EURACOAL opinion on the proposed methane regulation

The European Parliament’s work on the proposed Methane Regulation temporarily stalled following revelations that a US-funded green NGO prepared the internal documents used by one of the responsible rapporteurs during negotiations. With the file now progressing again, albeit without one of the original co-rapporteurs, EURACOAL offers its opinion on the regulation.

The proposed Methane Regulation aims to reduce emissions of a greenhouse gas (GHG).[1] EURACOAL notes that GHG emissions from the coal industry have been in decline for decades and will continue to decline under agreed coal phase-out plans. On current trends, coal methane emissions will fall by 62% from 2020 to 2030 – far more than the 30% promised by the EU in the Global Methane Pledge.[2]  By insisting that methane drained from coal mines is used or flared, methane emissions would fall even faster. Unfortunately, the regulation as drafted would ban flaring, despite this being a safe and effective way to reduce methane emissions by a factor of 29.8 to 82.5 – depending on the assumed global warming potential (GWP) of methane.[3]

The Polish underground coal mining industry in particular is targeted by the proposed Methane Regulation. There is only one other underground mine in Europe affected – a lignite mine in Slovenia. Given that more than 70% of Polish electricity generation is from coal, it is important that coal can continue to be mined throughout the 2030s and 2040s. Without amendment, the proposed regulation threatens the future of many coal mines, including the coking coal mines that supply a critical raw material for steelmaking in the EU.

If Polish coal mines are forced to close before their agreed phase-out dates, more coal would have to be imported from outside the EU to meet demand from power stations. Here, the proposed regulation is lenient as importers would only be obliged to meet minimum reporting requirements on upstream methane emissions. Emissions would increase because, unlike EU producers, non-EU coal producers would have no obligation to capture any methane. Exporters to the EU would be treated more favourably than indigenous producers: an EU State aid for our competitors in Australia, South Africa and the US! At a time of deep crisis in the European energy industry, it is strategically wrong to force any EU coal mine to close prematurely. That would not be a just transition.

The Commission proposal includes setting an upper limit for methane emissions in ventilation shafts of half a tonne of methane for every thousand tonnes of coal mined (0.5 tCH4/kt). Methane is vented through mine ventilation shafts to keep underground workers safe from the risks of explosion. The coal industry already implements and has plans to further develop methane capture technologies to decrease its carbon footprint, but the proposed limit is impossible to meet! The Council of the European Union recognises that it must be set higher, suggesting 5 tCH4/kt. Industry needs 8 tCH4/kt per operator which would still mean big investments to reduce emissions from the gassiest mines. Members of the European Parliament have yet to vote on a compromise, but several members have suggested values closer to the Council’s position.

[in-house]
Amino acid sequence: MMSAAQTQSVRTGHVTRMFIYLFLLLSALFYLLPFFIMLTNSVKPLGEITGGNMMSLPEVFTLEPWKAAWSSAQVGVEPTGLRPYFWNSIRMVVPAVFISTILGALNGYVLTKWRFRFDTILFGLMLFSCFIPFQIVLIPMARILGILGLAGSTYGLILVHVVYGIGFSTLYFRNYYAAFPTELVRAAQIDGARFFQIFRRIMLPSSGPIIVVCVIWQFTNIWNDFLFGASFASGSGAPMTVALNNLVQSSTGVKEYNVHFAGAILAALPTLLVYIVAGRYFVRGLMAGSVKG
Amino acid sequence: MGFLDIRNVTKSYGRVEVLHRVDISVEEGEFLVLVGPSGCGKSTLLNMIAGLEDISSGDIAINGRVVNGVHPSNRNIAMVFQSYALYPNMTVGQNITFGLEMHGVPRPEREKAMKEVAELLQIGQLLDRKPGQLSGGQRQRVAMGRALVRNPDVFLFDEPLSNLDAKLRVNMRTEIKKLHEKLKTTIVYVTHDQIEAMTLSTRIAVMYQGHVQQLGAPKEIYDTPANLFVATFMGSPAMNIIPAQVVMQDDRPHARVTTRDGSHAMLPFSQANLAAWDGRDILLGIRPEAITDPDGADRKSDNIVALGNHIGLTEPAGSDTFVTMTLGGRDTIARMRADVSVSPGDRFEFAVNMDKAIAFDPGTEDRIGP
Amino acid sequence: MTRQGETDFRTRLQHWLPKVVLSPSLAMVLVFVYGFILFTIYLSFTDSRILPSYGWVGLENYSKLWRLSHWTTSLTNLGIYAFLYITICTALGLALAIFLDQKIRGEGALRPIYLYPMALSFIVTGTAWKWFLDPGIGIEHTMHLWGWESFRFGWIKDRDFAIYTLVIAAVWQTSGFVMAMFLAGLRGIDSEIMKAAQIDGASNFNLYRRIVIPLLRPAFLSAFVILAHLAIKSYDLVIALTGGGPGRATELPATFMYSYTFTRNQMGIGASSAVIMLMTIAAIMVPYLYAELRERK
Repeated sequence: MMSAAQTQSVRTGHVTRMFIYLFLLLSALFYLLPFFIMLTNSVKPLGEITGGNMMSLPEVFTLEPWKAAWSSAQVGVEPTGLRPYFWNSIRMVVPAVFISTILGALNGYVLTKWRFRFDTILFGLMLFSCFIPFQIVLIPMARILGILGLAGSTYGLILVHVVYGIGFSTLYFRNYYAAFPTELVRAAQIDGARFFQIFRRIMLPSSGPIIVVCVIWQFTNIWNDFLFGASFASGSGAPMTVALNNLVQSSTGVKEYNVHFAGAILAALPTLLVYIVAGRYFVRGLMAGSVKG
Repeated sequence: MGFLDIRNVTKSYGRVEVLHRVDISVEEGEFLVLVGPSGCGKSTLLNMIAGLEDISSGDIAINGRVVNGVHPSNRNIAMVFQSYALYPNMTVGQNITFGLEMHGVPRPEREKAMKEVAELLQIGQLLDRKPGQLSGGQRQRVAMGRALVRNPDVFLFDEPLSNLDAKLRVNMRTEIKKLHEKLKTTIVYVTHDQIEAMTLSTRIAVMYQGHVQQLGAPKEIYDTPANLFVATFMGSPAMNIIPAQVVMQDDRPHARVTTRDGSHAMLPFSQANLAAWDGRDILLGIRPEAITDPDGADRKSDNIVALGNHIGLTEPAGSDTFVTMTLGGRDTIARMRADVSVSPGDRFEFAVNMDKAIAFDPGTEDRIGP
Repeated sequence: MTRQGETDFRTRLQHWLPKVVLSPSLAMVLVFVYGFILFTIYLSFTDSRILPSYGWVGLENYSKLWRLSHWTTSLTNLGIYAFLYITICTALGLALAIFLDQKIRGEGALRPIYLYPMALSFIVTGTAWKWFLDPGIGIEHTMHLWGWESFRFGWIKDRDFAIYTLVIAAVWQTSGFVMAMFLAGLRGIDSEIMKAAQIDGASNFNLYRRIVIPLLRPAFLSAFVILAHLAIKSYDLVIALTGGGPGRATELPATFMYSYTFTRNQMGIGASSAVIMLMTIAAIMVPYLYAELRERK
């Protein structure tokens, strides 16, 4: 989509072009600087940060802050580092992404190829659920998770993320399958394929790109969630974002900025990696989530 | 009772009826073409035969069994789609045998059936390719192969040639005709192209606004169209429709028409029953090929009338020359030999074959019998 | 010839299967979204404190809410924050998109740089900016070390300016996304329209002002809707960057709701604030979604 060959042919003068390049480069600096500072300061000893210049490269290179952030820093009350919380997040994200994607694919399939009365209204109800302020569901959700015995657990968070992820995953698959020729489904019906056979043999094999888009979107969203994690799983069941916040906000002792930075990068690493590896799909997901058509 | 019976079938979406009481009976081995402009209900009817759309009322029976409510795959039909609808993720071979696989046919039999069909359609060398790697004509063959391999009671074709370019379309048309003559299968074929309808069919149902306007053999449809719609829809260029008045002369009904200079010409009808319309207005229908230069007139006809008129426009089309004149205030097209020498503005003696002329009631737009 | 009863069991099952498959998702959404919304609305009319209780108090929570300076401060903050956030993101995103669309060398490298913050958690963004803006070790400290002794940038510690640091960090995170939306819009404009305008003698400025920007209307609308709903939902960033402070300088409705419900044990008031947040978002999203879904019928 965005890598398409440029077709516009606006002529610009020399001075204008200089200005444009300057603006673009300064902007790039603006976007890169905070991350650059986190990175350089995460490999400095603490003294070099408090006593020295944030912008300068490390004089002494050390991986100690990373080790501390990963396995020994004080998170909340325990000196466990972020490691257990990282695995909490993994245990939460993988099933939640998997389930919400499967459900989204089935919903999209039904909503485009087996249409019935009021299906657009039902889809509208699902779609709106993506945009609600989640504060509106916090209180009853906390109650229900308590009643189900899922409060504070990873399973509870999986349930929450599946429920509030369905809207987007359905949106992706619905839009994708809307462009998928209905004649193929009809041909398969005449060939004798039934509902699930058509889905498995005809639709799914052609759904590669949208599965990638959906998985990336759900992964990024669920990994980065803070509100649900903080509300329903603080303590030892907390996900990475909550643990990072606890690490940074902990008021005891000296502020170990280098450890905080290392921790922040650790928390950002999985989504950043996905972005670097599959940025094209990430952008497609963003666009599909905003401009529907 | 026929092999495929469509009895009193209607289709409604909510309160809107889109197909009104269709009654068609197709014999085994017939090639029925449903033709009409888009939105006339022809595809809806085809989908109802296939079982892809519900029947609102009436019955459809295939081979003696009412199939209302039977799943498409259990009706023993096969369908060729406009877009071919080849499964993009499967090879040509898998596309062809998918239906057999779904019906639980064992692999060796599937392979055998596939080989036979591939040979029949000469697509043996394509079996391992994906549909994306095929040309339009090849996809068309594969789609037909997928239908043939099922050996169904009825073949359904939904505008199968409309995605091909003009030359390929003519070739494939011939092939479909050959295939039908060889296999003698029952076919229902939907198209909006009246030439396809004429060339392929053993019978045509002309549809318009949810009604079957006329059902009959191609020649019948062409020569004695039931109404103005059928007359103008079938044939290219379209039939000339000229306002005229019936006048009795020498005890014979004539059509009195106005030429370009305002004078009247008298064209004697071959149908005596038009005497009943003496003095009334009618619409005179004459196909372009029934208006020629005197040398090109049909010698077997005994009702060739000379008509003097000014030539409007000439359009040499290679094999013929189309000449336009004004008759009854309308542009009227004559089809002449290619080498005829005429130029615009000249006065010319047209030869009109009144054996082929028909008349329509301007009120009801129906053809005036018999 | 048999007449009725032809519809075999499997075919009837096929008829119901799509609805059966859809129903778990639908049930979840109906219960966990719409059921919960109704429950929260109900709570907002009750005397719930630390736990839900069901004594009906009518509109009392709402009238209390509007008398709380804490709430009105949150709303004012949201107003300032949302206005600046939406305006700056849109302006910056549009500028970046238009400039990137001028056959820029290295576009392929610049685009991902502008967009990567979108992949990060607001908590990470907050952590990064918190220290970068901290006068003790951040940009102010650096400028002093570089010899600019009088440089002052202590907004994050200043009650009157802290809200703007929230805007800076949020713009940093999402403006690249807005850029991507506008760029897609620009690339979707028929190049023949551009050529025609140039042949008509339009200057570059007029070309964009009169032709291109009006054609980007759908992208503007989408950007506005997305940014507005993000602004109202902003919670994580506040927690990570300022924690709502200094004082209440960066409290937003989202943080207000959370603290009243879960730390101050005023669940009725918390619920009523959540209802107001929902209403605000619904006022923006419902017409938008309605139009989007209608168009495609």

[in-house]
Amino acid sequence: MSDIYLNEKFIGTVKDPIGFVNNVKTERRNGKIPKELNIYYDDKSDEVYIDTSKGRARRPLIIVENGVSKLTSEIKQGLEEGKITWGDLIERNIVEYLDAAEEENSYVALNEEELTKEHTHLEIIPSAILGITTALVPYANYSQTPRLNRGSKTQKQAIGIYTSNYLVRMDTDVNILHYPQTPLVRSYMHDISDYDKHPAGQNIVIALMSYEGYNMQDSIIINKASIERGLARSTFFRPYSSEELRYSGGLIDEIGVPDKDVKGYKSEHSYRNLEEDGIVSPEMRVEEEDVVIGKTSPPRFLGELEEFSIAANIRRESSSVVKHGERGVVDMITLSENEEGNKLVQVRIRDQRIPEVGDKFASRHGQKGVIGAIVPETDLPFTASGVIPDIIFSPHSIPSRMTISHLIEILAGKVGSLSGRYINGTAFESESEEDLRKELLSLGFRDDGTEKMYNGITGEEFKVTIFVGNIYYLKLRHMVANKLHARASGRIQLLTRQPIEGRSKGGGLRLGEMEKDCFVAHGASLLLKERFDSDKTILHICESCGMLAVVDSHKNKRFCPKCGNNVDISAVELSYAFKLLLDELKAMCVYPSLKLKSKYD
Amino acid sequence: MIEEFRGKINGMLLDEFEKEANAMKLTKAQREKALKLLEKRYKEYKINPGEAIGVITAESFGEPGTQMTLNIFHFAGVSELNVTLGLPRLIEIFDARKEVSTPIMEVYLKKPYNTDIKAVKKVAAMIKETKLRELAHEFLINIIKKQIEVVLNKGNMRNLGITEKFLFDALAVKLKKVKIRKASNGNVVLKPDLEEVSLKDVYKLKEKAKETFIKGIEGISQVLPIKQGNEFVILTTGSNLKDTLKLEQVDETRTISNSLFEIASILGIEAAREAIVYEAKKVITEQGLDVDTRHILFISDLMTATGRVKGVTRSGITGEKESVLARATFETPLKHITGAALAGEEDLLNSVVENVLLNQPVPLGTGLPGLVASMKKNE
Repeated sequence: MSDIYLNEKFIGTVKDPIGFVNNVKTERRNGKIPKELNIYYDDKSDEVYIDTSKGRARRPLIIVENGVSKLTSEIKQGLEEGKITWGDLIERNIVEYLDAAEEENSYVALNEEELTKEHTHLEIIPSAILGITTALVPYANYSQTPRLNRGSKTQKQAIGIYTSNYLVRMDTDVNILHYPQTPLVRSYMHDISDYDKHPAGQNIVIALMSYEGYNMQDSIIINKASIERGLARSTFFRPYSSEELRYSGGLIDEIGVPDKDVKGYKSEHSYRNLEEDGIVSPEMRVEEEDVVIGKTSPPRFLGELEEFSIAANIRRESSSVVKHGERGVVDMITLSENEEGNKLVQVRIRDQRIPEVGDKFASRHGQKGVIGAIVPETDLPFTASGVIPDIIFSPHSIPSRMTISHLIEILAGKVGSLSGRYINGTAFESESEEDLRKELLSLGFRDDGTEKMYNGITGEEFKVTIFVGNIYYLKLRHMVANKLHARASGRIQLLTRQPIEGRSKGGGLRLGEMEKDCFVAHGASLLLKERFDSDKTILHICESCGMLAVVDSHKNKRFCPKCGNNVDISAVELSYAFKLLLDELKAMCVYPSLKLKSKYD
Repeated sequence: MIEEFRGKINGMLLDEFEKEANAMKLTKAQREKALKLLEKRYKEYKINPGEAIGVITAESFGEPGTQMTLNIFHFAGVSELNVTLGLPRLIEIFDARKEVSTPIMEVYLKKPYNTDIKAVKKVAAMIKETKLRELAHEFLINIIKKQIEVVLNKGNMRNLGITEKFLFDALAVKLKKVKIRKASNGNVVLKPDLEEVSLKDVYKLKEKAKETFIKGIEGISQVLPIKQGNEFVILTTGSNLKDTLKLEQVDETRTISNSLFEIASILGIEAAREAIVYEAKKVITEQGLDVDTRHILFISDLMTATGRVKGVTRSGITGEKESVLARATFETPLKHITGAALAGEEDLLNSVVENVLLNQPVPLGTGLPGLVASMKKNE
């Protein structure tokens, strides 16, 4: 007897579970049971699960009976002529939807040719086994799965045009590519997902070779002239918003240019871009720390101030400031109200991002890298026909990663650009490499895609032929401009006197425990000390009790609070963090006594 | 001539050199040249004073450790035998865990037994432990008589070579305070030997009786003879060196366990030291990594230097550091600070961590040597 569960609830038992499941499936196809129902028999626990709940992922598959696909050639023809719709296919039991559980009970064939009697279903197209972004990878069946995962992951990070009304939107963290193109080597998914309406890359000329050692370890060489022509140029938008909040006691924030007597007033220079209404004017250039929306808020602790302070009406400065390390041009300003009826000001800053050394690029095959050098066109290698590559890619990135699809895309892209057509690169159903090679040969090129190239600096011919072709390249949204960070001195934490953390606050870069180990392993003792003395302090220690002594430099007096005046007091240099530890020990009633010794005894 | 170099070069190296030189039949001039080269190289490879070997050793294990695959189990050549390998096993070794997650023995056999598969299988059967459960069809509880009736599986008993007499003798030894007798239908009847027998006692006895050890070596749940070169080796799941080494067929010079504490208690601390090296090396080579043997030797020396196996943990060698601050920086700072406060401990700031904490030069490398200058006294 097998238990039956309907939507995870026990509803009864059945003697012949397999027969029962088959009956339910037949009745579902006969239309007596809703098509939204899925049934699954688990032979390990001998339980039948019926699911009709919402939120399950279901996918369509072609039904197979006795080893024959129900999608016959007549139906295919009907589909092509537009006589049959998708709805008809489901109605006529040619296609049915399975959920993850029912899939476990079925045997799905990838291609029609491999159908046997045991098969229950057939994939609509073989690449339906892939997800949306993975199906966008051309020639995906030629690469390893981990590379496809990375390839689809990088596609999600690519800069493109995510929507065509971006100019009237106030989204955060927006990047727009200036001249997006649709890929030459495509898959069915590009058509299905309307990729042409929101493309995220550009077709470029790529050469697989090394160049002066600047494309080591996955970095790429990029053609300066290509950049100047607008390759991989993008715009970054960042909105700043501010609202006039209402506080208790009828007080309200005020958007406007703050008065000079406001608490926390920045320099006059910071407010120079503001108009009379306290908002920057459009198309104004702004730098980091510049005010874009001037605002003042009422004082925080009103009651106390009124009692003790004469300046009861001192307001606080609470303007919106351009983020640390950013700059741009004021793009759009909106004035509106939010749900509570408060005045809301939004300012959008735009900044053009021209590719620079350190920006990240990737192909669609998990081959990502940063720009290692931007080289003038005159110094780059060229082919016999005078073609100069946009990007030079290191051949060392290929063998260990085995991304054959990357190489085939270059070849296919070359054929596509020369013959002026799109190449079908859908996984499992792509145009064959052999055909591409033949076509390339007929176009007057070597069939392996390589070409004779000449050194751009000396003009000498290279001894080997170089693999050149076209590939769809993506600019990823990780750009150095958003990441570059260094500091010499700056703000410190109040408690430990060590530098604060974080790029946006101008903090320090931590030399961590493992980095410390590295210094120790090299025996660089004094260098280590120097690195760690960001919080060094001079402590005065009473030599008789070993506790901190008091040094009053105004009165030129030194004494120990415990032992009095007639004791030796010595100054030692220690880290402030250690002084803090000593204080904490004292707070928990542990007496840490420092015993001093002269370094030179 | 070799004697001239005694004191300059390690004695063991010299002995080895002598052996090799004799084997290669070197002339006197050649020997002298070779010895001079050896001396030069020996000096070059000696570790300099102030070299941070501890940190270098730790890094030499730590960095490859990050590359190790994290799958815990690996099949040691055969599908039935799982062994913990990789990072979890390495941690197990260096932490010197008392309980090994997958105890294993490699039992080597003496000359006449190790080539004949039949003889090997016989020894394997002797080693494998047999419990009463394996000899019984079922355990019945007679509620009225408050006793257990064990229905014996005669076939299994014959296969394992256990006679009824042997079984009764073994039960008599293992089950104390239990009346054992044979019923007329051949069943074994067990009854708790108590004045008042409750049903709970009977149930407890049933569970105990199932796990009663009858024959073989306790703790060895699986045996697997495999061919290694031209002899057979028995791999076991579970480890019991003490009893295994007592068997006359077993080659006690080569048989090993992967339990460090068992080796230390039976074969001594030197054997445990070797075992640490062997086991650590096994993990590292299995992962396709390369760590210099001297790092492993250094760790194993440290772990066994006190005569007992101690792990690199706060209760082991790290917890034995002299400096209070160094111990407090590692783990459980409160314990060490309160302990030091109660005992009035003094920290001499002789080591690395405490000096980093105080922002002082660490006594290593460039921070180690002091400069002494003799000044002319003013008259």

Methane in ventilation air is problematic. No technologies are yet economic or even safe to use as those offered assume a methane concentration of 1.0‑1.2% which is above the 0.75% required under Polish safety regulation to avoid any risk of deadly explosion. In practice, operators aim at even lower concentrations of methane in ventilation shafts – between 0.06% and 0.45%. Regulation should thus focus on encouraging the economic use of drained methane rather than putting workers at risk with untested technologies for ventilation air methane.

Instead of the strict regulation and penalties proposed by the European Commission, EURACOAL called for incentives like those in Germany to encourage the productive use of drained methane. We also need to see R&D support to develop and prove technologies for ventilation air methane so that they can be approved for safe use. These would have wide application at coal mines outside the EU which together account for 96% of global coal production. EU policymakers need to keep that figure in mind as they construct a methane regulation to address the triple challenge of reducing global methane emissions while keeping EU coal miners safe and in work.

[1] Proposal for a Regulation of the European Parliament and of the Council on methane emissions reduction in the energy sector and amending Regulation (EU) 2019/942, COM(2021) 805 final, Brussels, 15 December 2021.

[2] Impact Assessment Report Accompanying the Proposal for a Regulation of the European Parliament and of the Council on methane emissions reduction in the energy sector and amending Regulation (EU) 2019/942, Commission Staff Working Document SWD(2021) 459, p.59, Brussels, 15 December 2021.

[3], p. 1017.